Corbin Fisher Sues Hotfile, John Does for Copyright Infringement

SAN DIEGO, Calif.—In September of last year, Liberty Media Holdings, parent company of online gay adult content provider Corbin Fisher, successfully shut down, a gay content pirate site that at the time CEO Jason Gibson explained operated its “theft scam” in coordination with, a free file hosting and sharing service. Liberty has now filed suit in an action that characterizes and other defendants as “a confederation of intellectual property thieves.”

Corbin Fisher general counsel Marc Randazza filed the lawsuit Jan. 6 in U.S. District Court for the Southern District of Florida, naming Hotfile, Anton Titov, Lemuria Communications, PayPal and 1-1000 John Does as defendants. According to the 27-page complaint, Titov is an “alter ego of Defendant Hotfile” and also “the sole owner of the stock of Defendants Hotfile and Lemuria,” the latter of which is described as “the alter ego of Defendant Titiv,” and a “Florida corporation that provides hosting services to Defendant to facilitate mass copyright infringement.”

The John Doe defendants, unknown at the time of the filing, according to the complaint, posted Liberty’s “copyrighted works on Defendant Hotfile’s website and/or on Defendant Lemuria’s servers.

PayPal, a defendant that is pointedly not included in the “confederation of intellectual property thieves,” seems to be added as a defendant because it allegedly has the “care, custody and control of multiple bank accounts owned by various defendants.” The complaint requests that the court order PayPal to freeze all assets and funds in any accounts belonging to the defendants pending the outcome of the case.

More generally, the complaint alleges a vast conspiracy on the part of all of the defendants, excluding PayPal, to use a warped business model built on a potentially legitimate platform.

“Defendant, like Grokster before it, has a theoretically legitimate use. Certainly there are large files that users might want to share with other users with no illegal content. Defendant Hotfile’s practical and overwhelmingly popular application, however, is singular and transparent: To profit from the illegal sharing of copyrighted materials, many of which are the intellectual property of Liberty.” The suit alleges 800 known instances of Corbin Fisher content illegally uploaded to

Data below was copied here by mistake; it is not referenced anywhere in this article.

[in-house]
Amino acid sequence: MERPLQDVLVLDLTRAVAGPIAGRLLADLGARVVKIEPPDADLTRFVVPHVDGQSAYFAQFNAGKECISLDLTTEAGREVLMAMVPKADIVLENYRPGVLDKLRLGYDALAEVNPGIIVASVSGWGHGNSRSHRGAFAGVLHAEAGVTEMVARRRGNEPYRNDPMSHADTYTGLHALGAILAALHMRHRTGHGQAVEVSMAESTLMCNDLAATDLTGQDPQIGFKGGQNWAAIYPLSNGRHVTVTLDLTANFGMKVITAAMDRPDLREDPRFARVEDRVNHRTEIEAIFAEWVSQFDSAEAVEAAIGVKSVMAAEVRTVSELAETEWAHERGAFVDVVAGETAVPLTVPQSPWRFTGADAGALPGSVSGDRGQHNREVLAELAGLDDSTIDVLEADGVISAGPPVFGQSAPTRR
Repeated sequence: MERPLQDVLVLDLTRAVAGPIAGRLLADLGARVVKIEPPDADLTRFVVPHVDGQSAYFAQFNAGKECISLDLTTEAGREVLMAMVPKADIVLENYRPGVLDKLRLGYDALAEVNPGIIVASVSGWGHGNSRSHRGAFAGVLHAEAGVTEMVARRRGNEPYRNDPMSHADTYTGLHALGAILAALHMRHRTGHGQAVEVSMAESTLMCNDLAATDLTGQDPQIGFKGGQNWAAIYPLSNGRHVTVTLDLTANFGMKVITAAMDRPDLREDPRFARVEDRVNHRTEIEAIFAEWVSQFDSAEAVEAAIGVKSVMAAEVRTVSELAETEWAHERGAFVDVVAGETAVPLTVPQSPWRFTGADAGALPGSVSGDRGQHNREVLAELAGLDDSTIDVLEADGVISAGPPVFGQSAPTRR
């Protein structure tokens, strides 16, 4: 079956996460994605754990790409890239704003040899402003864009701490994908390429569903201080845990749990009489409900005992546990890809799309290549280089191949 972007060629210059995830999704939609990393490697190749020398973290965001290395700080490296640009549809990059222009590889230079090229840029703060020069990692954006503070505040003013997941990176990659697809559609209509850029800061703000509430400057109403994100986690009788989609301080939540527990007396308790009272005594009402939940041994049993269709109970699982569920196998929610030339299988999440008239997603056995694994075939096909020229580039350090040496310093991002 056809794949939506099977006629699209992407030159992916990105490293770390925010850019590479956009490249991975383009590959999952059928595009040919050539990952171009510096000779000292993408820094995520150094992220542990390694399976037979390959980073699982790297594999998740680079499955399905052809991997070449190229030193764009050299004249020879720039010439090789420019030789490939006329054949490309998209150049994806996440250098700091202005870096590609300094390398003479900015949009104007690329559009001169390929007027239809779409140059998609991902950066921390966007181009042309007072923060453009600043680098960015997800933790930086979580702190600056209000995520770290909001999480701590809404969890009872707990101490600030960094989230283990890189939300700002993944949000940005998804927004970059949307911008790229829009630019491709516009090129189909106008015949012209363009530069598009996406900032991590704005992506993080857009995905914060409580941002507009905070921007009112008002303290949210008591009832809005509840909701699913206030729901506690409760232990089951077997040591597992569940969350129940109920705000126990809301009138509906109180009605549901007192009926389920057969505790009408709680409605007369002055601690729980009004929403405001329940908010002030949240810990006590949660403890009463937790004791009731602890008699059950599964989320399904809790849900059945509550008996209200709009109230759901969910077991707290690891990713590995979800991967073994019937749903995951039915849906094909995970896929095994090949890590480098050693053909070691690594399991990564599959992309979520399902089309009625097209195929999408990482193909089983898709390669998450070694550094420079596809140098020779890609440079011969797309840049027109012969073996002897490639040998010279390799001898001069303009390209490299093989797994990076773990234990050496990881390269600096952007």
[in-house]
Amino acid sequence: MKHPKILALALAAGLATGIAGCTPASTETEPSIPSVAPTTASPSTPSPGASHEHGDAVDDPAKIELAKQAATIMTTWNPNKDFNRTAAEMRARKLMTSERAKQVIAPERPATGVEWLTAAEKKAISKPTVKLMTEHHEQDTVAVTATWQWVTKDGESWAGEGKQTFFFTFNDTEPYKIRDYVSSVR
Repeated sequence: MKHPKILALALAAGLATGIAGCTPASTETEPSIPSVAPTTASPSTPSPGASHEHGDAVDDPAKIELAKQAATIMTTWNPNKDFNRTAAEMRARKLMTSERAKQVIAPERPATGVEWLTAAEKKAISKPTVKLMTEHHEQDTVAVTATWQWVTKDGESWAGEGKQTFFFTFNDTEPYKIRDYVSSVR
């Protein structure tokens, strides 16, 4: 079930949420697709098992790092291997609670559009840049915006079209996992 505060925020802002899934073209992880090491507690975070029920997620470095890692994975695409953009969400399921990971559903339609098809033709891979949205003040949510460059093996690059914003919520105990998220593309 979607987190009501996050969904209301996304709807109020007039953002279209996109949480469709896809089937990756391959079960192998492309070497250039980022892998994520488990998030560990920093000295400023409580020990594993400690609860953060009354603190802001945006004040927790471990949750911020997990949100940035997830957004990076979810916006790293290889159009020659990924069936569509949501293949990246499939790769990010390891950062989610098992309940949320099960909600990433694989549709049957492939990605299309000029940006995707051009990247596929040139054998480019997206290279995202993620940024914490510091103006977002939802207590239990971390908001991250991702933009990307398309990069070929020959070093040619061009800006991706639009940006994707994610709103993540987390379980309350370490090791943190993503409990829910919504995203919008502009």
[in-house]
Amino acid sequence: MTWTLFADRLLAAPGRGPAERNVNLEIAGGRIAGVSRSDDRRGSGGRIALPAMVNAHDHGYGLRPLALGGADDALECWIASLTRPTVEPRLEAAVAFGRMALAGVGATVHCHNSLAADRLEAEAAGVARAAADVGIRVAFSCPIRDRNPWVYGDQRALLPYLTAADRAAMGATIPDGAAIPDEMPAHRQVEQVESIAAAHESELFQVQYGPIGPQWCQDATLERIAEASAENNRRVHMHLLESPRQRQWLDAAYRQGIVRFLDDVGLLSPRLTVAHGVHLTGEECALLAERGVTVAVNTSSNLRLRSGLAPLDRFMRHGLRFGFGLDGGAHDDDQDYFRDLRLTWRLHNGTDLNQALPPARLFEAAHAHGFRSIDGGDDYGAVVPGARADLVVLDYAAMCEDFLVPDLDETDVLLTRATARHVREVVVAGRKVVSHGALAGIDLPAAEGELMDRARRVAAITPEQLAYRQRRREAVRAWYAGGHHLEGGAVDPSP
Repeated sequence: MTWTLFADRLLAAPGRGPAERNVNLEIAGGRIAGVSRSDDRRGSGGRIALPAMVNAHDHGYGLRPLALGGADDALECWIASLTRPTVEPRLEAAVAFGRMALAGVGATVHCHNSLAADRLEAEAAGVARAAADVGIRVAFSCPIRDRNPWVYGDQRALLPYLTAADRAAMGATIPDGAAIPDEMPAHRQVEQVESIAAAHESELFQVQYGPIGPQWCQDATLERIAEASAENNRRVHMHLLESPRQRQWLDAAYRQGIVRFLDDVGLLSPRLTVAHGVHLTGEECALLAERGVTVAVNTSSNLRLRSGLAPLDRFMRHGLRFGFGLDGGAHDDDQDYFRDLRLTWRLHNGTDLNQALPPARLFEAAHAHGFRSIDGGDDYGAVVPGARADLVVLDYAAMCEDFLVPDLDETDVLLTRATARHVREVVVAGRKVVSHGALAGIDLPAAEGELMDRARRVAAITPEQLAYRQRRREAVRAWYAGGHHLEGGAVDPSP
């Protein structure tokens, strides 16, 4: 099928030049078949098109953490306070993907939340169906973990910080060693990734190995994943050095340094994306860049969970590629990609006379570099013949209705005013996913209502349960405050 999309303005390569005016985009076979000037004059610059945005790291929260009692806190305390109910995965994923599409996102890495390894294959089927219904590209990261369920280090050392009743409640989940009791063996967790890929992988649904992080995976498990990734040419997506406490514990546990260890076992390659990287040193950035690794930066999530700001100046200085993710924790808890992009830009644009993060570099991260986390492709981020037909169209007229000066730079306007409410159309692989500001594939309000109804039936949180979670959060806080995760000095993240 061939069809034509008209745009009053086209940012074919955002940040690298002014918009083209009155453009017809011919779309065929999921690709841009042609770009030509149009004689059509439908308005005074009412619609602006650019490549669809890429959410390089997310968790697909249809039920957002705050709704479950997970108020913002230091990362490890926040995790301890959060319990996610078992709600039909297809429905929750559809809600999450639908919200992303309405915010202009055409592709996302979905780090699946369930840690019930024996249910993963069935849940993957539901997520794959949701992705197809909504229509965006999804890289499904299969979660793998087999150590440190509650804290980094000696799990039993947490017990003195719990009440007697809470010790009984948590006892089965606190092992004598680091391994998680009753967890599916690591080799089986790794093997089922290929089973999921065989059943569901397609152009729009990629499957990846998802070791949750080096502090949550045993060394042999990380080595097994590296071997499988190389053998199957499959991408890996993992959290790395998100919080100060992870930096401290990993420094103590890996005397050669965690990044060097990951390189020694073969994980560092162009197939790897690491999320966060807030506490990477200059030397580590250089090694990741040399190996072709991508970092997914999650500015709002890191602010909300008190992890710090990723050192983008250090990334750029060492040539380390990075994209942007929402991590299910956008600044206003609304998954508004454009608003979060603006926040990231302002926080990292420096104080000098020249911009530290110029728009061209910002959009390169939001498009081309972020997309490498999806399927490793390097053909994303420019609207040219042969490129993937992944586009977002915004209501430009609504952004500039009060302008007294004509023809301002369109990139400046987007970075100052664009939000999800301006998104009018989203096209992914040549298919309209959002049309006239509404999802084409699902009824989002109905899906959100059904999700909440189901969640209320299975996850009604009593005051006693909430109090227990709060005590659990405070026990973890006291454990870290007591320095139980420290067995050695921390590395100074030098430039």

The complaint also alleges that the Hotfile business model, which it calls a “pyramid,” encourages and abets copyright infringement.

“Defendant’s financial model works in this manner: a user uploading a file to Defendant receives a ‘referral fee’ if another, separate user signs up for Defendant’s premium download service as a result of seeing the newly uploaded file. Defendant receives revenue from members paying for the ‘premium membership package.’”

The plaintiff also states that is not allowed the protection of safe harbor provisions provided by the Digital Millennium Copyright Act (DMCA) because, “During the times relevant to this Complaint, Defendant failed and refused to register a DMCA agent in the United States Copyright Office.”

In addition to injunctive and declaratory relief, Liberty is asking the court to freeze all domains owned and operated by the defendants—excluding PayPal—and all assets and funds in their PayPal accounts, a full audit of amounts owed the plaintiff, reasonable attorneys fees and statutory damages of $150,000 per infringed work. It also wants the court to issue an order “finding all the Defendants were involved in a civil conspiracy to commit the aforementioned wrongful acts and are therefore all jointly and severally liable for all of the co-conspirators’ acts.”

Multiplying the 800 acts of infringement by $150,000 comes to $120,000,000.

Corbin Fisher attorney Marc Randazza declined to be interviewed for this article. AVN is attempting to contact the defendants or their attorneys.

The Liberty v Hotfile complaint can be read here.